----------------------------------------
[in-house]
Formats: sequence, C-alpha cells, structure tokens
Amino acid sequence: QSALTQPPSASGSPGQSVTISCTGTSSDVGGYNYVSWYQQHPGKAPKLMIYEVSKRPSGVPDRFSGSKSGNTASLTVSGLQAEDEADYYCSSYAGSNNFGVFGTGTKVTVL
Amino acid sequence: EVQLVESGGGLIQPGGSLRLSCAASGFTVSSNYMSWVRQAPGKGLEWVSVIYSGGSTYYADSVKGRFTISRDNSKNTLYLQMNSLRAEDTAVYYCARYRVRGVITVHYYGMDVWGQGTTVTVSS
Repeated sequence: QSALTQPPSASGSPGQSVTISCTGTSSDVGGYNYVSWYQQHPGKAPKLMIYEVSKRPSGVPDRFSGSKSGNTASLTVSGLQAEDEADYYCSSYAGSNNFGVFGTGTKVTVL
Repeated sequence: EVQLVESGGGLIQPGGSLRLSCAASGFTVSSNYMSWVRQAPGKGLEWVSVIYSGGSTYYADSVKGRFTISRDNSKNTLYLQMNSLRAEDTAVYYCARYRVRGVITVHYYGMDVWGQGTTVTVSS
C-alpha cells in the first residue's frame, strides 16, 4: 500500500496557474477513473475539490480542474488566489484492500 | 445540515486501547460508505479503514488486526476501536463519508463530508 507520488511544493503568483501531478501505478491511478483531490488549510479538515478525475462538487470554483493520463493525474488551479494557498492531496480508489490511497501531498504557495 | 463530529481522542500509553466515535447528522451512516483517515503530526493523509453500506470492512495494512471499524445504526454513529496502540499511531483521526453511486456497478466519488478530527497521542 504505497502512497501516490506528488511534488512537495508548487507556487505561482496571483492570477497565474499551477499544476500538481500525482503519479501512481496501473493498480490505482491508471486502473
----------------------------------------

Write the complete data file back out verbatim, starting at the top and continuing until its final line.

[in-house]
Formats: sequence, C-alpha cells, structure tokens
Amino acid sequence: QSALTQPPSASGSPGQSVTISCTGTSSDVGGYNYVSWYQQHPGKAPKLMIYEVSKRPSGVPDRFSGSKSGNTASLTVSGLQAEDEADYYCSSYAGSNNFGVFGTGTKVTVL
Amino acid sequence: EVQLVESGGGLIQPGGSLRLSCAASGFTVSSNYMSWVRQAPGKGLEWVSVIYSGGSTYYADSVKGRFTISRDNSKNTLYLQMNSLRAEDTAVYYCARYRVRGVITVHYYGMDVWGQGTTVTVSS
Repeated sequence: QSALTQPPSASGSPGQSVTISCTGTSSDVGGYNYVSWYQQHPGKAPKLMIYEVSKRPSGVPDRFSGSKSGNTASLTVSGLQAEDEADYYCSSYAGSNNFGVFGTGTKVTVL
Repeated sequence: EVQLVESGGGLIQPGGSLRLSCAASGFTVSSNYMSWVRQAPGKGLEWVSVIYSGGSTYYADSVKGRFTISRDNSKNTLYLQMNSLRAEDTAVYYCARYRVRGVITVHYYGMDVWGQGTTVTVSS
C-alpha cells in the first residue's frame, strides 16, 4: 500500500496557474477513473475539490480542474488566489484492500 | 445540515486501547460508505479503514488486526476501536463519508463530508 507520488511544493503568483501531478501505478491511478483531490488549510479538515478525475462538487470554483493520463493525474488551479494557498492531496480508489490511497501531498504557495 | 463530529481522542500509553466515535447528522451512516483517515503530526493523509453500506470492512495494512471499524445504526454513529496502540499511531483521526453511486456497478466519488478530527497521542 504505497502512497501516490506528488511534488512537495508548487507556487505561482496571483492570477497565474499551477499544476500538481500525482503519479501512481496501473493498480490505482491508471486502473